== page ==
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Thomas Genon wins Crankworx RedBull Joyride 2012

Belgium rider, Genon, took the win with an unbeatable score of 90.20 in a bloody windy Joyride finals that saw a lot of carnage!

Thomas Genon with the big fat $25,000 dollar cheque. Drinks on him in the GLC tonight then is it?

A lot of carnage went down this afternoon on the Whistler Slopestyle course largely due to Mother Nature whipping up some gusty high winds. Cam Zinc went down hard over shooting a 60ft backflip, Brandon Semenuk binned it twice and didn’t make it to the final eight, Sam Pilgrim went down and elected not to do a 2nd run. Martin Soderstrom could have clinched victory but couldn’t land his 360 double tailwhip off the last drop.

1. Thomas Genon
2. Martin Soderstrom
3. Cam McCaul

Photos and DirtTV video coming soon!

WHISTLER, BC – August 18, 2012 – The level of difficulty of the Red Bull Joyride course, designed by the athletes for the athletes, and the high level of talent that competed tonight blew away the judges and the crowd all night long. Over 25,000 wide-eyed fans were on-hand to witness 19-year-old Thomas Genon of Belgium claim the top step of the podium at Red Bull Joyride, the anchor event of Crankworx Whistler 2012. In second place was Red Bull athlete Martin Soderstrom of Sweden and in third was American Cam McCaul. With this win, all three athletes earn themselves an automatic invite to come back to compete for the next three years.

Wind was a factor today but the riders chose to battle it out and threw down an impressive array of tricks on multiple lines of the highly trickable, rider-designed course built just for Red Bull Joyride in the Whistler Mountain Bike Park. “This might be my favourite slopestyle course at Crankworx, ever,” says third place finisher McCaul. “I love the big jumps, huge drops and technical features.”

Thomas Genon, a relatively unknown rider from Belgium, rode extremely clean and strong; executing high-risk tricks including the only backflip onto the Bud Light Cabin the entire night. “I was fixing my music at the top of the run and someone came over to tell me that I won the comp,” says Genon, who seemed to still be processing his win at the press conference following the event.

The evolution of slopestyle
“Today we saw an incredible crowd turn out for the Red Bull Joyride,” says Darren Kinnaird, Crankworx Whistler General Manager. “There were well over 25,000 people lining the course on the mountain and packed into the plaza making this the largest crowd ever for a sporting event in Whistler. We saw amazing talent and dedication to the sport of slopestyle mountain biking today. To be able to expose these athletes to such a huge live crowd and on top of that, a huge audience tuned into the webcast, is an amazing opportunity that only comes at Crankworx.”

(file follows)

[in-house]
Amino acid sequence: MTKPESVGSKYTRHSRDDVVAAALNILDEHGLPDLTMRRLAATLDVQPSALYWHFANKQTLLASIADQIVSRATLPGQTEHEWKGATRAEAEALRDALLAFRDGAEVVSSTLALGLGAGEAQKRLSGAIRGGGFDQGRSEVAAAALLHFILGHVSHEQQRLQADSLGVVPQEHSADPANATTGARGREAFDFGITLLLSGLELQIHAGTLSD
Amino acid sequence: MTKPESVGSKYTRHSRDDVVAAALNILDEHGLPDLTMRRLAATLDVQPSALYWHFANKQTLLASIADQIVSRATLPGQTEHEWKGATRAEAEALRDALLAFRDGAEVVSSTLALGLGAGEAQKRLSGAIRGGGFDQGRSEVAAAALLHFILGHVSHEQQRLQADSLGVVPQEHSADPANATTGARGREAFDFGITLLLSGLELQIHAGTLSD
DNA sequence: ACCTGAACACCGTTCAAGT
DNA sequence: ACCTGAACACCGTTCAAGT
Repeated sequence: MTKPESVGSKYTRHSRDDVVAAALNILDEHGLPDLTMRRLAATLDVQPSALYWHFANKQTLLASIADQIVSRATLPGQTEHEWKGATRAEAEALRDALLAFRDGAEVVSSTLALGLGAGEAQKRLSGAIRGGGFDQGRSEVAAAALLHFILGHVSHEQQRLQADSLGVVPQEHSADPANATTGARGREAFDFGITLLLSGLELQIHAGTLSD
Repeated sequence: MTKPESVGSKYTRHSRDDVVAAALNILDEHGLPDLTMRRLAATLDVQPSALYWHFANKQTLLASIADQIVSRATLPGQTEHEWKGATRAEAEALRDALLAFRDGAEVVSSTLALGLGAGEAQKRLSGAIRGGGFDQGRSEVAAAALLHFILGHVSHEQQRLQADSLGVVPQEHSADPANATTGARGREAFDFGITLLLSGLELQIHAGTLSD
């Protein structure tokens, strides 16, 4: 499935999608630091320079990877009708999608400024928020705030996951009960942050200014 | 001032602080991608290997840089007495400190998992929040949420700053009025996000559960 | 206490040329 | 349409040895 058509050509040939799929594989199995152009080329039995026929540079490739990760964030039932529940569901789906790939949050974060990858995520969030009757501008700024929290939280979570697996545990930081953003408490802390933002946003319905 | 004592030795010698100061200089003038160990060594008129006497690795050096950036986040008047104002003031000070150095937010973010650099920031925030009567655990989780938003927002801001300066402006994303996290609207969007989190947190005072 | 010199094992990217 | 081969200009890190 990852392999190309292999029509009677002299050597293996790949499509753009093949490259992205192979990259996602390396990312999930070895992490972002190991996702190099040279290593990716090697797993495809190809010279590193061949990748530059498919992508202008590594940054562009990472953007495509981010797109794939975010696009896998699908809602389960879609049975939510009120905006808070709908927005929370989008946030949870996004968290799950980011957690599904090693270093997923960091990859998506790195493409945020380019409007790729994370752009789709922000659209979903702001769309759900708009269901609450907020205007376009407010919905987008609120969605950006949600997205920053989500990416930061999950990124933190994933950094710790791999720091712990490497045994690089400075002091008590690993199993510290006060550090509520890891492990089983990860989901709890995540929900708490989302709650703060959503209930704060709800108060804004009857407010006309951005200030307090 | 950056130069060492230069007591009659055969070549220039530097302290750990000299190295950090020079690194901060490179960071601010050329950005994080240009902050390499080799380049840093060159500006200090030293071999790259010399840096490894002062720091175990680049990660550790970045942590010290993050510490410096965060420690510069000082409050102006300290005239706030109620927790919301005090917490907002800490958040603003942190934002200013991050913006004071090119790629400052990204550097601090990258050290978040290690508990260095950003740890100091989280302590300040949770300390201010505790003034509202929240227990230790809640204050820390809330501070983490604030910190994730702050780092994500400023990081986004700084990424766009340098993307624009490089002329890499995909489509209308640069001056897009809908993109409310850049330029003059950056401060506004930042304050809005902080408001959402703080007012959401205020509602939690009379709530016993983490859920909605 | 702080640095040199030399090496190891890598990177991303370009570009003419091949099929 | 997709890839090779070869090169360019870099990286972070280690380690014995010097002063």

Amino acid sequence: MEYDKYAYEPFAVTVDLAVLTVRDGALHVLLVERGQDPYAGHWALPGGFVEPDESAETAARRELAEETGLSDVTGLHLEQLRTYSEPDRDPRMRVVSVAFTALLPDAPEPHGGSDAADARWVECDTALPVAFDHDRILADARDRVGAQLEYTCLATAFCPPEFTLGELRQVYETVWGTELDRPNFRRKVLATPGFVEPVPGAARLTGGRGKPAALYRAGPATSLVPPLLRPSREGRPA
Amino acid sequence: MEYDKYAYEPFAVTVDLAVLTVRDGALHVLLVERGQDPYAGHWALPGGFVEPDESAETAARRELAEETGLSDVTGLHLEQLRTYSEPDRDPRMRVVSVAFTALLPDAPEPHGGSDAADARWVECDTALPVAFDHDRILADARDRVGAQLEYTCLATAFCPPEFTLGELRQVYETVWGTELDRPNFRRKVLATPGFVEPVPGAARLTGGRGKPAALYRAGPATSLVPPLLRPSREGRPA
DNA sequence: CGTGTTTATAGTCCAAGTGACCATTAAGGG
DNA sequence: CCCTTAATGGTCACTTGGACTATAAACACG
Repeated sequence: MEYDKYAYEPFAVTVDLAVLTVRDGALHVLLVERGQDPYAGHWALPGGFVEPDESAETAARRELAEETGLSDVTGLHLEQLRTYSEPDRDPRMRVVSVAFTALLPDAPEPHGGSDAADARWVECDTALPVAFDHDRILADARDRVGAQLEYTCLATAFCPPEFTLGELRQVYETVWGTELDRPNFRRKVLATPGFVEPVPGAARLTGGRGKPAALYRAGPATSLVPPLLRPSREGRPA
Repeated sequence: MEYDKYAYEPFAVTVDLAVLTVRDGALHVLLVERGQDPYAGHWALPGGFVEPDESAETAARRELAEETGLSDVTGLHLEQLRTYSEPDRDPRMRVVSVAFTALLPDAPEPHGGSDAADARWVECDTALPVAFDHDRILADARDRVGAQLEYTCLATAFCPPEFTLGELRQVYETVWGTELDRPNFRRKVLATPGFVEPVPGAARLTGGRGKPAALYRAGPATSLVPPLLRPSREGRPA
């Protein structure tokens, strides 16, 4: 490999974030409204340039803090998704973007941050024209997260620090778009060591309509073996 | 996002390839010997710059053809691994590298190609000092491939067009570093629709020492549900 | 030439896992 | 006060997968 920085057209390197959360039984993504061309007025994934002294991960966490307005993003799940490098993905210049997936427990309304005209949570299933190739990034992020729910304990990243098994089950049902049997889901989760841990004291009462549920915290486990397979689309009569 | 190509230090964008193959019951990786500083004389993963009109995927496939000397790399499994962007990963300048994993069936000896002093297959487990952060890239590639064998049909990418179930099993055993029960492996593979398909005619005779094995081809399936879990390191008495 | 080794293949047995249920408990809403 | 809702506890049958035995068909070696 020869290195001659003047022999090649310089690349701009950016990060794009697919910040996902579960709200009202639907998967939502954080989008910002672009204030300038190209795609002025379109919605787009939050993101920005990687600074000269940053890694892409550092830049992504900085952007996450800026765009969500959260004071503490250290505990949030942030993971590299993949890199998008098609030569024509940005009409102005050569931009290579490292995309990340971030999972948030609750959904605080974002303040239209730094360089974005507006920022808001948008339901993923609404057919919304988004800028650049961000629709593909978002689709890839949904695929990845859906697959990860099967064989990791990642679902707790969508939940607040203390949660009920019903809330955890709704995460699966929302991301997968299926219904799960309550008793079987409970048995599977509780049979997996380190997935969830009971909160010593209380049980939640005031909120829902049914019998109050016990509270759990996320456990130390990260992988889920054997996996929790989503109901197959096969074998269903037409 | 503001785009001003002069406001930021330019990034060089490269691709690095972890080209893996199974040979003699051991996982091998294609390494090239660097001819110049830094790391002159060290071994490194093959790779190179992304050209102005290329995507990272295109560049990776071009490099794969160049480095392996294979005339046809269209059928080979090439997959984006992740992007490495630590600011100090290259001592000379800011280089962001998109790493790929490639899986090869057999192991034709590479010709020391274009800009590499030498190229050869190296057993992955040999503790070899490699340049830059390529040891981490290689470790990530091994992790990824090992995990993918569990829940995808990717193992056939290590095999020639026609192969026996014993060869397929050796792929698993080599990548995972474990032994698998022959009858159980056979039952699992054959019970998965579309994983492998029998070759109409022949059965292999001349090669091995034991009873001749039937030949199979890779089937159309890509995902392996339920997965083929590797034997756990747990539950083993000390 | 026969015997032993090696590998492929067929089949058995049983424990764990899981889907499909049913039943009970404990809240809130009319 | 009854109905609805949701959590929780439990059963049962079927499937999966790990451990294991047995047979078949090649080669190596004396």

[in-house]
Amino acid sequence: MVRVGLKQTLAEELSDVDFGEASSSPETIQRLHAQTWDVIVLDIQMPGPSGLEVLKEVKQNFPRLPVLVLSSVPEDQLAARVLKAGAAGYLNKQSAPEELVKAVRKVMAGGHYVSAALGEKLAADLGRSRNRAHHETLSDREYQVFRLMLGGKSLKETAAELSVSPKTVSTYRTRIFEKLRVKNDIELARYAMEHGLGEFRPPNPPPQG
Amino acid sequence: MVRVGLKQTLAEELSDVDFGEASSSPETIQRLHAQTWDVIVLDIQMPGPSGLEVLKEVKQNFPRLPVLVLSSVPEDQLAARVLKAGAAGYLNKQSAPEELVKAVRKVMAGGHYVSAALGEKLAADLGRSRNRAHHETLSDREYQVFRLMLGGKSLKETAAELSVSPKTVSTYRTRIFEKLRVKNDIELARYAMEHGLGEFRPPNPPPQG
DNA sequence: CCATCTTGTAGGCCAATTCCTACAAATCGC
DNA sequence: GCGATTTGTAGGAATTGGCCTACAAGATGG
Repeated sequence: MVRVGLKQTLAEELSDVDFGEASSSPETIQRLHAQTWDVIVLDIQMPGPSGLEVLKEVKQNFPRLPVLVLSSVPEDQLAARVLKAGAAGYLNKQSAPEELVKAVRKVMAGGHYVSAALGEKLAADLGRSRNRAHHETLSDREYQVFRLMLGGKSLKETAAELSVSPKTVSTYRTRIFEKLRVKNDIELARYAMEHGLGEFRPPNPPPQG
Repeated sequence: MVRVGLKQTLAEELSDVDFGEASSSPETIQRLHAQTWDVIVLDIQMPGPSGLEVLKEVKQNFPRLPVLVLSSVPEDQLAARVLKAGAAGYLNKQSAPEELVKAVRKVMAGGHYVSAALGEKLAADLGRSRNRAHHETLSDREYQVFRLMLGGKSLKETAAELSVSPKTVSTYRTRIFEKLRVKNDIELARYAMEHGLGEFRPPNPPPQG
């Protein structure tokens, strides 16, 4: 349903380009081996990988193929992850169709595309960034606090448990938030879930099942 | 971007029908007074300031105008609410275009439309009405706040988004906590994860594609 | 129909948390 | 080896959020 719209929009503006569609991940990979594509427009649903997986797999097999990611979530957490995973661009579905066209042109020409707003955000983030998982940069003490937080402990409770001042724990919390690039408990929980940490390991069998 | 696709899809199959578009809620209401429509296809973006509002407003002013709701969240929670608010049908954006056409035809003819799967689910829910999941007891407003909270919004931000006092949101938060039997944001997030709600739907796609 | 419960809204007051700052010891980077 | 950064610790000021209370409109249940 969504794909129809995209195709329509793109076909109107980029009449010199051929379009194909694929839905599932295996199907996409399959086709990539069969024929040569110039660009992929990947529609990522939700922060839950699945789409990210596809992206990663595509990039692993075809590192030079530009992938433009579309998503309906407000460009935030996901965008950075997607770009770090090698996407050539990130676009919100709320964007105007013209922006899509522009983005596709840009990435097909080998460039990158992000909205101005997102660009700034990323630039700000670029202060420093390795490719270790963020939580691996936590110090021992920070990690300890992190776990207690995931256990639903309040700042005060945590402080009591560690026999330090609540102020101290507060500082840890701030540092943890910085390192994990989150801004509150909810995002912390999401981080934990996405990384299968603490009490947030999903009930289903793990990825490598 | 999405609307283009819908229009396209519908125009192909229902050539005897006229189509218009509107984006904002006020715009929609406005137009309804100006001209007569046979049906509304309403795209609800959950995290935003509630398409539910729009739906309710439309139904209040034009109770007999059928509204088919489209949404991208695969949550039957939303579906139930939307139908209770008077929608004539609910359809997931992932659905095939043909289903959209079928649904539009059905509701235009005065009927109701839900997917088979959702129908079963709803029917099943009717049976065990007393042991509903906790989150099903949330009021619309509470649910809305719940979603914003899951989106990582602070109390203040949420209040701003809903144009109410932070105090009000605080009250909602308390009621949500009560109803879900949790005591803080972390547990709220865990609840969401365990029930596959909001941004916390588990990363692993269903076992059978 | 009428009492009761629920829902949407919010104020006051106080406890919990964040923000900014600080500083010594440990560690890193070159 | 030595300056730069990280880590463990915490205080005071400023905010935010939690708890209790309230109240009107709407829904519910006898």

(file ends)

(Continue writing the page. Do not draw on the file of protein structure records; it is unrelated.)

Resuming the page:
Some tough breaks for crowd favourite Brandon Semenuk took him out of contention for a podium at Red Bull Joyride. Martin Söderström knew this would be his night to get back in the driver’s seat. “I had so much pressure to be first in the world and with only one event left, the Red Bull Rampage, I am ready to jump on my DH bike and get the title,” says Söderström. Although Genon had a super strong run that earned him the win, everyone on the podium agreed if Söderström could have cleanly executed the 360 double tail whip off the cabin, first place and the Red Bull Joyride title would have been in his hands.

Red Bull Joyride Results
First Place: Thomas Genon (Belgium) $25,000
Second Place: Martin Söderström (Sweden) $10,000
Third Place: Cam McCaul (USA) $5,000

Rider Inspired Slopestyle

Fusing elements of slopestyle, dirt jump, and North Shore mountain biking, Red Bull Joyride once again culminated into one gravity-fed, season-defining freeride mountain bike competition. This year’s course delivered more action, more riding, and less braking. With two new major features – a 60-foot gap and a 35-foot drop at the finish of the track – Red Bull Joyride course designer Paddy Kaye and his crew started working on the course in May. They sculpted, manicured, and slaved to shape a course that was the anchor for the ten-day spectacle known as Crankworx Whistler. Paddy relied on feedback from the top six riders from last year to give input on what they would like to see changed in 2012. The consensus was that the speed needed to be controlled a little more.

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